I just wanted to add my support for this. I met with members from Hong Kong who are suffering with these problems, so I think this is really important. The government said that there was going to be priority processing for these streams, stream A and stream B, for Hong Kongers in Canada, and as has been pointed out, these are freedom-loving people. These are people who can add to what makes Canada what we are.
    These people are being unduly hurt, I would say, from the conversations I've had, by having their paperwork expire while they're waiting for the government to process their PRs. I've talked to mums who can't put their kids in school now because their paperwork is expired and technically they're in the country illegally now, and that's completely wrong and totally against the whole point of why these streams were created in the first place, to help these people escape the problems they were having in Hong Kong. Also, they don't have any options. They can't leave Canada. They can't go back to Hong Kong, so it's a real problem for them. It takes away their access to health care and education.
    This is really important, and as my colleague, Mr. Kmiec, mentioned, the modus operandi of this government seems to be to wait until the very last minute before actually renewing something or doing something about it. We've seen this time and again on different programs.
     I don't want to see that here. I'd like to see some action, and that's why I think this is really important and those are my thoughts on this motion. Thank you.
    Thank you, Mr. Redekopp.
    I have Madam Zahid on the list.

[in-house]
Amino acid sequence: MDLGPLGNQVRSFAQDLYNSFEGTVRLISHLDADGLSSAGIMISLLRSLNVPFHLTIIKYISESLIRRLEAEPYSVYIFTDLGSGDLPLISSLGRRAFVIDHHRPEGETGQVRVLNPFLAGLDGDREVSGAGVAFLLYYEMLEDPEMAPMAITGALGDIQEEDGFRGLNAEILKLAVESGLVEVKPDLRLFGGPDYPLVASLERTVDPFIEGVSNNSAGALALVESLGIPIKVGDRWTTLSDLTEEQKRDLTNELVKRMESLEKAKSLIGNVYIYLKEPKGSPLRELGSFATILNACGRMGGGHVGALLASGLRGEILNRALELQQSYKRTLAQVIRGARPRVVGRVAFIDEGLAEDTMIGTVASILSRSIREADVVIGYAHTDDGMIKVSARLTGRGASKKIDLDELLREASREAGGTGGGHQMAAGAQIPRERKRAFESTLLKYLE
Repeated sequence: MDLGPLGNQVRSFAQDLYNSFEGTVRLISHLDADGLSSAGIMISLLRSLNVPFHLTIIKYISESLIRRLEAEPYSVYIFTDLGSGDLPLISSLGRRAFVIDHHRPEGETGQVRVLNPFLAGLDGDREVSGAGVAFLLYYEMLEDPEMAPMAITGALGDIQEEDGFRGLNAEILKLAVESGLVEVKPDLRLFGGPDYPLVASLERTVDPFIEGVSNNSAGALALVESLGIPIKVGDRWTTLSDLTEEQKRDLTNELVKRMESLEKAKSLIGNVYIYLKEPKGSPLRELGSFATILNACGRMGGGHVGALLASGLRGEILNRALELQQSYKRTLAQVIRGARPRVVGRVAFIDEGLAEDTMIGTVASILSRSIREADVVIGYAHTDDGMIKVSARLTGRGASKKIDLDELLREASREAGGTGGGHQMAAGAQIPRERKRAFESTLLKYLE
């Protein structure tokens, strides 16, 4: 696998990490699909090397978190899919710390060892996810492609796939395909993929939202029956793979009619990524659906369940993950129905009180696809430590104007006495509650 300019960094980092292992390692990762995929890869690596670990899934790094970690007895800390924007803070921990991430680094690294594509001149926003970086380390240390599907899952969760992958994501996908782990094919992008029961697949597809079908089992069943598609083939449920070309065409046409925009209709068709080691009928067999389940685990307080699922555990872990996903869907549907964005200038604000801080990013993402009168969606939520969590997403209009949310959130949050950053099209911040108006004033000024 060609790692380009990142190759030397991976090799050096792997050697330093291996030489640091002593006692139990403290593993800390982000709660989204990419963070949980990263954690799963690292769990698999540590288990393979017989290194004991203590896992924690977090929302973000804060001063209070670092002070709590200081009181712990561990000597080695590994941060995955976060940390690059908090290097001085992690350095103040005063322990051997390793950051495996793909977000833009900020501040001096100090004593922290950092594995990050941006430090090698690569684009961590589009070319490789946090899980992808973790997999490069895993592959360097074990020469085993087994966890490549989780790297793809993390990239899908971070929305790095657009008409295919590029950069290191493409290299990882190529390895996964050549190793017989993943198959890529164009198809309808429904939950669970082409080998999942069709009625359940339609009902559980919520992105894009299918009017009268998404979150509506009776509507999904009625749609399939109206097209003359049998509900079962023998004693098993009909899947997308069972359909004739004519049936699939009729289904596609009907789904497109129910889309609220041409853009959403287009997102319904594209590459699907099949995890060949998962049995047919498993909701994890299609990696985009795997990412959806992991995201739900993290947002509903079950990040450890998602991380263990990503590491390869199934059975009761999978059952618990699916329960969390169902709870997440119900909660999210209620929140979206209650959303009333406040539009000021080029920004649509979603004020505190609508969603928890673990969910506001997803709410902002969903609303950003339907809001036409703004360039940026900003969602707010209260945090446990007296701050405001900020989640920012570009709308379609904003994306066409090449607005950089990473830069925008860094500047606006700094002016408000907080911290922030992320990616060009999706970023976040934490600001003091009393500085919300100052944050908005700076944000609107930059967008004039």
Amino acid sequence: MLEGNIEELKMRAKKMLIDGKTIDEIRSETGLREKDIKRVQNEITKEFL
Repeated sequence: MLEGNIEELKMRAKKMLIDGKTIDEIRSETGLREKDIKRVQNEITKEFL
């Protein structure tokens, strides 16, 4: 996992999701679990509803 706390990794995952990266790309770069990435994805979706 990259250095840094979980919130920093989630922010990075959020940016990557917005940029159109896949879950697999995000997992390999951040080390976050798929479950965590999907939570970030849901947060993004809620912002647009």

Madam Zahid, do you want to say something?
    Not on this motion.
    Okay, thank you.
    Madam Kwan, do you want to say something?
    Thank you very much, Mr. Chair.
    I'll just finish up with some closing comments with regard to this. I want to say thank you to all the committee members for their support for my amendment, because I think it's absolutely essential that we restore people's status automatically.
    This has been done before, by the way, Mr. Chair. During the COVID period there were many people who were falling out of status because of the situation, and I proposed to the then minister that what the government should do is automatically renew people's work permits and study permits so that they don't fall out of status. Many people were at risk of that, and as we know, when people fall out of status they're here illegally, and that would have implications for any immigration streams to which they might want to apply at a later date. It leaves a black mark on their file forever, so to pre-empt this, I think we should go forward with an automatic renewal.